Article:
The Christian Science Monitor has an article – Sustainability gains status on US campuses – about Arizona State University’s new School of Sustainability. It is the USA’s first, and it includes quite a few researchers (including archaeologists, anthropologists, economists, and ecologists.) from the Resilience Alliance.
Any new building erected at ASU – a school adding facilities quickly – must be built to exacting environmental standards. Some professors in the university’s labs are concentrating on understanding nature and then using the knowledge to solve problems. For example, a team of professors is growing a strain of bacteria that feast on carbon dioxide. The bacteria could then be used to convert emissions from a power plant into bio-fuels.
By the fall, the university hopes to integrate its work so that students in other schools, such as the law school, can minor in sustainability. Some students will come from China as part of an agreement in August to launch a Joint Center on Urban Sustainability.
In October, ASU hosted 650 academics, administrators, and students from AASHE who took part in a conference on the role of higher education in creating a sustainable world. The university is attracting donors and business people, including heiress Julie Ann Wrigley and Rob Walton, chairman of Wal-Mart, who last month agreed to chair the board of ASU’s Institute of Sustainability.
Behind the university’s efforts is its president, Michael Crow, who arrived at ASU in 2002 after 11 years at Columbia University, where he played a lead role in founding the Earth Institute. (Read an interview with Mr. Crow).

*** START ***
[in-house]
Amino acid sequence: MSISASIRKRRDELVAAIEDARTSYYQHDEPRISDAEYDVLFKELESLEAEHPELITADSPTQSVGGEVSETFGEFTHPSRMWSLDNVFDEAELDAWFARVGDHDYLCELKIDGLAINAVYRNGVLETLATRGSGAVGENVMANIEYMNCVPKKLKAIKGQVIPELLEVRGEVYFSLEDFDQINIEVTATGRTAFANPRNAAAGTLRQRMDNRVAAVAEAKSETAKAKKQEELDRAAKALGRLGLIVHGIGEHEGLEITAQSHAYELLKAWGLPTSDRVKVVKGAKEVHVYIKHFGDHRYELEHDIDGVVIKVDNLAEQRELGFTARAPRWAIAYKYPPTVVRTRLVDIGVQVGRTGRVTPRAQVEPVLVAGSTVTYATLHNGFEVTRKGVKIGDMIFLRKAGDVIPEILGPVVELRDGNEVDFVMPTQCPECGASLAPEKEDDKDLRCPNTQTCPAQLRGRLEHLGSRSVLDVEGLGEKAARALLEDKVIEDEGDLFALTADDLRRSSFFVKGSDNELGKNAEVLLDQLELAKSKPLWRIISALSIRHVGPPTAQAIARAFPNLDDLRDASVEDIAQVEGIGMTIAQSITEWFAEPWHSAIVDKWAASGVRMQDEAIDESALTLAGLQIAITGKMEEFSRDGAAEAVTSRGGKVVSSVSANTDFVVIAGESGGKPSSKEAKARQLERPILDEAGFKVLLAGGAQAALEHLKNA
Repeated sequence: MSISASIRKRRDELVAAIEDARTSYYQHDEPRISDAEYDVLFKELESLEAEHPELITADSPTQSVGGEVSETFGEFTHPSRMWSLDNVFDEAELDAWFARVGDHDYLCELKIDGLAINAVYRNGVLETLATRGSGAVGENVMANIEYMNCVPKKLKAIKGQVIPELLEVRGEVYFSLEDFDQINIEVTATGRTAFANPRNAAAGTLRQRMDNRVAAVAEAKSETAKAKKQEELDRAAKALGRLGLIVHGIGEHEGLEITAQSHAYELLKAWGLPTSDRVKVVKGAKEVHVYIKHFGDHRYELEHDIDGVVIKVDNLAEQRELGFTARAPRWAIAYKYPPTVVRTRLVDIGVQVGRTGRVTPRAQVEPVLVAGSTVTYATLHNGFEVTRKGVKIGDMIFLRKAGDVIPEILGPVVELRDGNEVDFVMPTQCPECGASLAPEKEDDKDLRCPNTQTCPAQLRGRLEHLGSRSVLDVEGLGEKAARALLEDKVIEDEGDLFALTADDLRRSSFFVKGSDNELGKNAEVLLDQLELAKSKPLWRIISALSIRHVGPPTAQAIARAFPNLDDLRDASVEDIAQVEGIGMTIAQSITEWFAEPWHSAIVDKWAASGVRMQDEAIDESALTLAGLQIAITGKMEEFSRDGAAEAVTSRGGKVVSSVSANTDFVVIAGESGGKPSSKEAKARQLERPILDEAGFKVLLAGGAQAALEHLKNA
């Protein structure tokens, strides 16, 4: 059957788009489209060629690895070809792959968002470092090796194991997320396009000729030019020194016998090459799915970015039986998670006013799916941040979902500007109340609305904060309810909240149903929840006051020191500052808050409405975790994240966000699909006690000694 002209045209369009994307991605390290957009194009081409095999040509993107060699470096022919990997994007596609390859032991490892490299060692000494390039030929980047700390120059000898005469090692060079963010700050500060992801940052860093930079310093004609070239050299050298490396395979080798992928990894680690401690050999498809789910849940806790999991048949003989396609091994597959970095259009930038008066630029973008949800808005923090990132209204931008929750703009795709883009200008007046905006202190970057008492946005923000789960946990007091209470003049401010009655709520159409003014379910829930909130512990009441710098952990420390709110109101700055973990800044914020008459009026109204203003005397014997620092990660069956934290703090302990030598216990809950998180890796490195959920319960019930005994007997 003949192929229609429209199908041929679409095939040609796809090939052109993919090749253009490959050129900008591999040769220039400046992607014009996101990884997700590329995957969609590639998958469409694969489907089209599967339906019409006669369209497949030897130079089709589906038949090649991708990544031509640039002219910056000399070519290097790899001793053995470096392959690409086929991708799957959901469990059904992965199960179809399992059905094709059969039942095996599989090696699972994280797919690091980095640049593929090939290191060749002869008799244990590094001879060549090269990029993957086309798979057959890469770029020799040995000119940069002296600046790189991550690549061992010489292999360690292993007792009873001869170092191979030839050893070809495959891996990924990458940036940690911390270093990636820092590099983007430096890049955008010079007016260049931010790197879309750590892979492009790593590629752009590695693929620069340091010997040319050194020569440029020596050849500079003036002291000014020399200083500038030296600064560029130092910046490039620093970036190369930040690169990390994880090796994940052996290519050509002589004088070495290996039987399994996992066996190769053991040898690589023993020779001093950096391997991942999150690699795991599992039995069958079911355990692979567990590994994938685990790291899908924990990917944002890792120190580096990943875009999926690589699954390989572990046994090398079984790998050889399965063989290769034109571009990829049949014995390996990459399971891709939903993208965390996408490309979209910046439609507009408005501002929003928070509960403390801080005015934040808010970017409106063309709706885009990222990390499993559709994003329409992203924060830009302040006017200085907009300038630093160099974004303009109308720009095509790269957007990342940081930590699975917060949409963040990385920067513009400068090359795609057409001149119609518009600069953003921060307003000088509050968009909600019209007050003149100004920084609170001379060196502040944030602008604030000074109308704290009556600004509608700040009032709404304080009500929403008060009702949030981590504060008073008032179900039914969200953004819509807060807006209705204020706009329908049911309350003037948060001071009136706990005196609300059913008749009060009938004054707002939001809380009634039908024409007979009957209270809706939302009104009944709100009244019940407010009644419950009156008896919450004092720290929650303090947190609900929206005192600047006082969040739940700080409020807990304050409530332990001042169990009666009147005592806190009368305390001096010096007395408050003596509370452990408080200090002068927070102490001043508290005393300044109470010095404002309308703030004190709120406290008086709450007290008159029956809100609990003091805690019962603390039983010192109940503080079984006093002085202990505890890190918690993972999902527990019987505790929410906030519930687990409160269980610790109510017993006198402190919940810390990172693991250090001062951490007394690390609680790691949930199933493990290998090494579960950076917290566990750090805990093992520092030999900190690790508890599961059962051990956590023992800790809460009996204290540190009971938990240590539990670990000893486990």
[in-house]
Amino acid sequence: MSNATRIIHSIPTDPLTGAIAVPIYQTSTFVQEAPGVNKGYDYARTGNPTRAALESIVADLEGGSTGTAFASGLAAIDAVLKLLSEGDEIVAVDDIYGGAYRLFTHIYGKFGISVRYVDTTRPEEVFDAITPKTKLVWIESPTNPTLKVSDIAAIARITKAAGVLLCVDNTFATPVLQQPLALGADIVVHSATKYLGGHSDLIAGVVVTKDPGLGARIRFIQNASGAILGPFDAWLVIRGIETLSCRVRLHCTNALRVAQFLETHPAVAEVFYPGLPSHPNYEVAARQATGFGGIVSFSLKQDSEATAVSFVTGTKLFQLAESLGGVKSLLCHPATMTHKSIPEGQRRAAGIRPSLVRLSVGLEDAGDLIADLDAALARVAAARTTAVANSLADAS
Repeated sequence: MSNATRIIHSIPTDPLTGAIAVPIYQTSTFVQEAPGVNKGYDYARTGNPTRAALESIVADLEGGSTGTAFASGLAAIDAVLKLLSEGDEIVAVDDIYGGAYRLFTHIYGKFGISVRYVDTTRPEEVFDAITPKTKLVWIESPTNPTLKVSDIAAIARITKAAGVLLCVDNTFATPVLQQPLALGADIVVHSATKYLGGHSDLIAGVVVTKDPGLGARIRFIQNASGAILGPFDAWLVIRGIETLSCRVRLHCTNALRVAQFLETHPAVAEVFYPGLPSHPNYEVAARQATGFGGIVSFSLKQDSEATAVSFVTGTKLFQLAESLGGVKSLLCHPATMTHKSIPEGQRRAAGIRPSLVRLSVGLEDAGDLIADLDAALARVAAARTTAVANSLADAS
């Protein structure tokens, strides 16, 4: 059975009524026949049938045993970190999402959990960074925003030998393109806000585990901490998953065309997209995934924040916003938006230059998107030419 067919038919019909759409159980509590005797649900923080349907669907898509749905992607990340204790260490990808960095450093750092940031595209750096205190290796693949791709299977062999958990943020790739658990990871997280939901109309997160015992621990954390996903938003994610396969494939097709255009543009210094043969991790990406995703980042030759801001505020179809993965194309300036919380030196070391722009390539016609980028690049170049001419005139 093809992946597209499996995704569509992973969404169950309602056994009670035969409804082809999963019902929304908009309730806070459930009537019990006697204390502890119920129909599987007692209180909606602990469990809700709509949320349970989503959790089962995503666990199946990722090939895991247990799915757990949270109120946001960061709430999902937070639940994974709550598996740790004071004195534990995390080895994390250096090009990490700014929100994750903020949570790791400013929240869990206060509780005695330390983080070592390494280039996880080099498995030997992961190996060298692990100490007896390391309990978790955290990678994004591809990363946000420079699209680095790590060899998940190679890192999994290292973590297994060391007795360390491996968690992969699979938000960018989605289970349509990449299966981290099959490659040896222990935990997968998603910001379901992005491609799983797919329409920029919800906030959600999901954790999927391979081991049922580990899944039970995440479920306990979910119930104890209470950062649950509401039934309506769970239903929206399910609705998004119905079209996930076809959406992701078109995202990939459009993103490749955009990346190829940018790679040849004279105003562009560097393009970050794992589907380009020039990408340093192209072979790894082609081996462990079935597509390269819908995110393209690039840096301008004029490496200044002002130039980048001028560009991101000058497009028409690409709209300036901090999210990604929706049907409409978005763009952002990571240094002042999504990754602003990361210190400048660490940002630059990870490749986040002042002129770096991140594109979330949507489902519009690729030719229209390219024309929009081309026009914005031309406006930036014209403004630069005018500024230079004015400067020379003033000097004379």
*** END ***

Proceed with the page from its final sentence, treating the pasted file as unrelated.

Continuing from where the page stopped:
Like many environmentalists, he counts reading Rachel Carson’s book “Silent Spring” as a landmark in his life. However, he says it wasn’t until he matured that he realized “all of these 70,000 chemicals and synthetics that we have put in the atmosphere and water were all derived mostly by universities with no thought given to what the other impacts may be to what they are doing.”
At ASU, Dr. Crow reorganized the life-science departments, and began hiring experts in sustainability. A central goal, he says, “is that we work in concert with the natural systems as opposed to in conflict with the natural systems.”
And Crow goes a step further: He believes that nature, through 4 billion years of genetic change, provides “the pathway to everything we need. Nature has adapted to all kinds of problems: hot climate, cold climate, high carbon dioxide, low carbon dioxide.”
Students seem excited to be part of the university’s effort. One is Thad Miller of Malverne, N.Y., who has been accepted to work on a doctorate at the new School of Sustainability. “What is appealing to me is that these problems of climate change, the urban heat island, urban planning, require a real interdisciplinary way of looking at the world, and they do this more so here than any other school,” says Mr. Miller, who is leaning toward working for a nonprofit or advising decision- makers when he graduates. “It’s fun to be a part of it.”